Singers are trained musicians who are able to read and interpret musical compositions. They then apply their tone and style and use their vocal range to add individuality and uniqueness to a song which they perform in a recording studio or in front of a live audience.
Nights, weekends, holidays occasionally
Most singers work long hours, often into the early hours of the morning.
Those who are just starting their careers usually perform in bars and at local events to gain exposure. Many singers go through periods of unemployment.
A lot of travel is to be expected, often for long periods of time, particularly when touring the country or the world. You may also have to perform outdoors in all kinds of weather conditions.
Annual salary estimates are based on percentile wage data collected through the Occupational Employment Statistics (OES) survey of US workers.
DVM / VMD degree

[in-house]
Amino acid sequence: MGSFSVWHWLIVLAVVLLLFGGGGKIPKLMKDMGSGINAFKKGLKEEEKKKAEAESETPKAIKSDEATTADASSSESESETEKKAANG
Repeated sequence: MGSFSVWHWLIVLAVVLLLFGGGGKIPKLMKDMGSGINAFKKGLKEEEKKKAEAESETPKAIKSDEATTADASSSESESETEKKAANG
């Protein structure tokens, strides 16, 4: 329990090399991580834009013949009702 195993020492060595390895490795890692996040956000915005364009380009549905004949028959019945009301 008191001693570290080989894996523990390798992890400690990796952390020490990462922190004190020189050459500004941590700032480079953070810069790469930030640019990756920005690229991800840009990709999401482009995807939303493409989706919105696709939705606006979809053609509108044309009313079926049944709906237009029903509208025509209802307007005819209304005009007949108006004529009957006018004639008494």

While postsecondary education is not a formal requirement, a degree in music along with years of vocal training is beneficial when trying to break into the industry. If you do take the studious route, there are special schools that are dedicated to music and performing arts.
Competition is incredibly fierce within the music industry, so to try and promote your talent, you could enter a televised competition.
Many singers progress from local stages and gigs to big arena tours. Others focus on sharing their talent by teaching aspiring artists.
Depending on your style of music, you can find a niche area that you’d like to work in. For example, you can work in musical theatre, TV adverts, as part of a band or as a backing singer.